If a child is getting sensory overload they may not realise whats going on or know how to make it stop. They might not be able to tell you they are feeling stressed or anxious even if they normally talk to you. They may not be able to remove themselves from the situation. If you can work out the triggers then you can try to minimise or remove them. You may need to tell the child to put their ear defenders on or take off their jumper. You may need to take them out of the room to a calmer place for a while or give them a break from what they are doing. You may have to dim the lights or open the windows. You may have to let them have a little walk or give them a weighted blanket.

Every child is different. Every childs triggers are different. Every childs responses are different and therefore every child’s preventions are different.

I hope this has given you some understanding of meltdown and shutdown and how you may be able to help.

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29 Comments Add yours

  1. Reblogged this on dyslexic annie’s Blog and commented:
    I’m still a #Shutdowner 🙃

    1. Kids on Tour says:

      Thankyou for the reblog x

  2. This is a really great post. Even though I’m a teacher, I did not fully understand that my own son had sensory overload as a young child. He would just ‘lose it’ and nothing I said would change his behaviour. As I have gained more knowledge and experience about sensory overload, I can see that this is what he was experiencing and I feel terrible that as his mother, I didn’t support him when he needed it (I just treated him as naughty). I now work with children with mild special needs and can totally see when children are about to have a meltdown. Thank you for this post. #Mondaystumble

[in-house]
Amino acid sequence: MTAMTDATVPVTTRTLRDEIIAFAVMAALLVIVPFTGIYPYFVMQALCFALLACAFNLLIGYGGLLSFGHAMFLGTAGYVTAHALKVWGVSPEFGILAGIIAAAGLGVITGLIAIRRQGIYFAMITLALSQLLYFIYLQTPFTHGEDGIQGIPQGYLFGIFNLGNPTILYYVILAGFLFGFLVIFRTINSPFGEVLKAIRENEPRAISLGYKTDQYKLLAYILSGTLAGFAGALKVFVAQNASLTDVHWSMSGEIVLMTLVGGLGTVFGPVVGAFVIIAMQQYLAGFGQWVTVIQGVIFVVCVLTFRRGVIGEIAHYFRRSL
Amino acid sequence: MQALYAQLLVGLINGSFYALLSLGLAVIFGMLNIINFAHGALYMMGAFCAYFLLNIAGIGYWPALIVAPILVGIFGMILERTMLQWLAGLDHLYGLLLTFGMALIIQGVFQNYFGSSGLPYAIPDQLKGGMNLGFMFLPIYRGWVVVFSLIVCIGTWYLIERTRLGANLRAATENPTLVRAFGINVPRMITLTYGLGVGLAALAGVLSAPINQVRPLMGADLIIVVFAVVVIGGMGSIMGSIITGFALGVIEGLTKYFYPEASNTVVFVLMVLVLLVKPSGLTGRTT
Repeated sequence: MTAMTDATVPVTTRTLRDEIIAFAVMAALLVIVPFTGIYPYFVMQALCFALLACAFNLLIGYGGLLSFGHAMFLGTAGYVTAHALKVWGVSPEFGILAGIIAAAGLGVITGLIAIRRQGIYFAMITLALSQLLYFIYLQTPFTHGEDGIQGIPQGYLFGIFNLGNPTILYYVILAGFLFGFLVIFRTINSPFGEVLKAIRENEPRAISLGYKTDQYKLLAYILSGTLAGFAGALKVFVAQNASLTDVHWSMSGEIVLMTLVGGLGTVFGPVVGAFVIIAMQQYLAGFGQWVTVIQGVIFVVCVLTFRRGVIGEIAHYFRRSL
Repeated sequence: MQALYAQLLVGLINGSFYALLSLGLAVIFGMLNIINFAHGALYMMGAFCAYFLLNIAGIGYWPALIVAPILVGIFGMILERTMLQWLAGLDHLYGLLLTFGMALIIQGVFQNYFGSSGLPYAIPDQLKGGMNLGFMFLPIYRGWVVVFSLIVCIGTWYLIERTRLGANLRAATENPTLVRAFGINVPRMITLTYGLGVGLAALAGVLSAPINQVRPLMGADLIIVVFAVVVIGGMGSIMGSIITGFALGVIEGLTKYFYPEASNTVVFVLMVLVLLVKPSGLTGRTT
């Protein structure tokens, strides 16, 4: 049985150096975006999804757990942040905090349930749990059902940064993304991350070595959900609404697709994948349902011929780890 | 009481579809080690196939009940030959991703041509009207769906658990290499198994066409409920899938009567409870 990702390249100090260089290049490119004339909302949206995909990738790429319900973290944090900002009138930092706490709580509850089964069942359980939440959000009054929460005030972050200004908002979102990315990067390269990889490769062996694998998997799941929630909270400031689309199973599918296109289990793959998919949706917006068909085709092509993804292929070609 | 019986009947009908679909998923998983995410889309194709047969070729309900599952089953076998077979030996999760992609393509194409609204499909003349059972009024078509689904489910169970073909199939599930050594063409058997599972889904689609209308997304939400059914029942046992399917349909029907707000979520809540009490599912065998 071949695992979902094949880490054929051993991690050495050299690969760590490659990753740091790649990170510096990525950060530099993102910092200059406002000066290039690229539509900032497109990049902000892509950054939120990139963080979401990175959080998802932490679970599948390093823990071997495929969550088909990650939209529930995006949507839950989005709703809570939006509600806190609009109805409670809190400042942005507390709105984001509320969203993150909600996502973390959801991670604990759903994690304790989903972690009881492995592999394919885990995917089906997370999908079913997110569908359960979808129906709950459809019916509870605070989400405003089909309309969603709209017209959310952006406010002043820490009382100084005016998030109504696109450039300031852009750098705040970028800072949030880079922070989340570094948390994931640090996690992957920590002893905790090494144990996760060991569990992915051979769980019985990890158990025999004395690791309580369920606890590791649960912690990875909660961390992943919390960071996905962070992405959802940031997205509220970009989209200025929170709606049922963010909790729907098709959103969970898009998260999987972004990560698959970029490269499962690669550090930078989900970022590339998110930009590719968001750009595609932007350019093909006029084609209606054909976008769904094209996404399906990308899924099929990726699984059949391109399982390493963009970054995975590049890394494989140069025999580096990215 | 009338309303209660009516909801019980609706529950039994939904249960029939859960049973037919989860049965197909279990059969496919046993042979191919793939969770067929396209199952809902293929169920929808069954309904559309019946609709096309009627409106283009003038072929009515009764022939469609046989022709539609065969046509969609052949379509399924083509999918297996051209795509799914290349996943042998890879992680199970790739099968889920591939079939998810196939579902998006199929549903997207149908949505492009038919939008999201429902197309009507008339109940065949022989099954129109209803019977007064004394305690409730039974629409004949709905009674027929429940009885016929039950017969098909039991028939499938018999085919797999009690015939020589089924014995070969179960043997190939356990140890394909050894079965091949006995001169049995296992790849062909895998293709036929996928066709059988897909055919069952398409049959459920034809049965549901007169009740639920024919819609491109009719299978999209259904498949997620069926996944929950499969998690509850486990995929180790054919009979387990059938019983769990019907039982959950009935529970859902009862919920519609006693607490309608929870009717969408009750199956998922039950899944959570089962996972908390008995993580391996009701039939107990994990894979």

3. Laura Dove says:

    This is so interesting as my daughter, although does not have a diagnosis, has these sensory overloads often. Too much noise, light, people can cause her to have epic meltdowns where she literally cannot cope. Thank you so much for sharing this. xx

  4. simplysensationalfood says:

    This is a really good post and very educating for persons who don’t have the know how to deal with this type of situation.

  5. Ana De-Jesus says:

    I have friends who have autism and aspergers and my foster sister has williams syndrome and autism. She goes to a specialist school, can’t stand loud noises and certain textures and has limited vocabulary. When she becomes frustrated or finds it hard to cope with a situation, despite being happy go lucky she can sometimes have a melt down so I can completely get where you are coming from. The hard thing is that each child is different so one person could have a mild form and the next have severe sensory issues! x

  6. Thanks for sharing these information. Am learning and understand a lot.